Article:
Friday, October 23, 2015

The Anatomy of a Workshop Model

When I envision a reading/writing workshop model, I see a lot of moving parts, parts that are predictable, sequential, seamless and flowing.   The pieces of a workshop model in either reading or writing share the same major components. They are:

  • The Mini Lesson
  • Independent Reading or Writing Time
  • Individual or Small Group Conferring
  • Sharing and Closure


I try, and I use this term very loosely because success with this is tough, really tough!  However, when I plan out my workshops I truly aim to keep a  20-70-10 percent ratio in mind.  Namely, 20% of the time for the mini-lesson, 70% of the time for independent work/conferring and 10% for sharing and closure.  This is much easier to do with a 60 minute class, the shorter the class, the greater the challenge.

The Mini-Lesson
The mini lesson is the foundation of the workshop model.  My greatest challenge remains in keeping the lesson short, concise, and to the point so that kids quickly get to the heart of the workshop and spend their time reading or writing and I spend my time conferring.  It's a great goal, but in a 40-50 minute class those 8-10 minutes fly!  Yet, I still remain optimistic that one day it will be short, and it will be good!

Independent Reading or Writing Time and Conferring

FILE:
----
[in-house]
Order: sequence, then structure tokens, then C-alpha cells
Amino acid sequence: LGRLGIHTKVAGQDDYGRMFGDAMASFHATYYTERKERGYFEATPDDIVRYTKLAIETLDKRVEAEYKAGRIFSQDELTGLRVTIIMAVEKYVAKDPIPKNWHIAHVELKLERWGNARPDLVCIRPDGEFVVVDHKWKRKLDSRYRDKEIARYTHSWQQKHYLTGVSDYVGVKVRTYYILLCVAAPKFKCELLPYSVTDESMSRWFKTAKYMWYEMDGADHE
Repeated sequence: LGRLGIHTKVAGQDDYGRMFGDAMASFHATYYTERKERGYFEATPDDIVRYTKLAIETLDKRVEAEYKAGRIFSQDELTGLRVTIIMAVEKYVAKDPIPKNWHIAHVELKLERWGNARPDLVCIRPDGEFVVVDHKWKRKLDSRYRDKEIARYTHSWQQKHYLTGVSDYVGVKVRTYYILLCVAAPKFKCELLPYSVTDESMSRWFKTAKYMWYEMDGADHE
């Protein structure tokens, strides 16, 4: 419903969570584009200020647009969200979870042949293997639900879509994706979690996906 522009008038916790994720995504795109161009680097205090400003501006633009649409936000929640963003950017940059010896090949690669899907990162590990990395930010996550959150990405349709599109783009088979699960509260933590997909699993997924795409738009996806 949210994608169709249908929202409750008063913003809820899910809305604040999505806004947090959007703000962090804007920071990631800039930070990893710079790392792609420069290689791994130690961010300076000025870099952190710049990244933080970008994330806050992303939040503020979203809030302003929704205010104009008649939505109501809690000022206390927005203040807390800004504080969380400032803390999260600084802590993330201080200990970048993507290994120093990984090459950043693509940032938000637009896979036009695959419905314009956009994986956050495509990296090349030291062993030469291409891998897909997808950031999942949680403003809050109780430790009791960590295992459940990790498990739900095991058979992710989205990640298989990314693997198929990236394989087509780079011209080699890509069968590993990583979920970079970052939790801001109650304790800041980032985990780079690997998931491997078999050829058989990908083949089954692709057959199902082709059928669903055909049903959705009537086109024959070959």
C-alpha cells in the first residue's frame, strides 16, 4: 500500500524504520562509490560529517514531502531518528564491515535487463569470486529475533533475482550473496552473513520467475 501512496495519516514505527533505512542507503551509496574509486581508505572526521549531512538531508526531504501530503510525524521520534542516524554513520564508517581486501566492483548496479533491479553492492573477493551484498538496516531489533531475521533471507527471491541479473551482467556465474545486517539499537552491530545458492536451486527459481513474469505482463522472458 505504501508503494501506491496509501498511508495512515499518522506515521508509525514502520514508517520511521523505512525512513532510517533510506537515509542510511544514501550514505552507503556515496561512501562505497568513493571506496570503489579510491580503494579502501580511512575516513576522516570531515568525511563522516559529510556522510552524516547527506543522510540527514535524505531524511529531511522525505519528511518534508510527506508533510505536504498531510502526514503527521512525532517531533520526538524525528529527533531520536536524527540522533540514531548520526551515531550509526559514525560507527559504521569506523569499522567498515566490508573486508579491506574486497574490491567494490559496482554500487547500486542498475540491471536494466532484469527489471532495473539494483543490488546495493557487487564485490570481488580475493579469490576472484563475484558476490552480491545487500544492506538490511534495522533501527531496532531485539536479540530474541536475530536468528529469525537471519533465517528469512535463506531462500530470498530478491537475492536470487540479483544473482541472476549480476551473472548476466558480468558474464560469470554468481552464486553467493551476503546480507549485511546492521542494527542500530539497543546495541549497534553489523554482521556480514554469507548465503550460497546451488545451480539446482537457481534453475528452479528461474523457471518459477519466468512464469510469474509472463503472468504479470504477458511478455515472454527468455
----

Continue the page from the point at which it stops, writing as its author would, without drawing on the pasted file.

In her book, The Art of Teaching Reading, Lucy Calkins stated, "We can't learn to swim without swimming, to write without writing, to sing without singing or to read without reading."

The heart of workshop is when kids are engrossed in reading and writing.  Independent reading and writing time for kids is just that, it's kids reading and writing.  During this time teachers confer with individuals and/or small groups.  Reteaching, coaching, encouraging, and even prodding kids along is the bulk of a teacher's workshop.  A time when we watch kids set and achieve goals, master new skills, and practice others.

Sharing
Sharing, to be honest, is the part of workshop that gets the most neglected in my classes.  Although I know how important it is, how much it means to kids, how much it lets me see their growth over time, time is the culprit.  I've promised myself that we'll start sharing earlier, we'll make sure everyone has a chance to share in some way with a partner, a team, whole class, something! Some days it works, others it doesn't, but it doesn't mean I don't keep trying, it's a goal, I'm working on the strategies to achieve it!

What does your workshop look like?  What are your successes?  What personal goals have you set for yourself?  Keep at it, it will happen!  Some days will be better than others, but they'll all be worth it!

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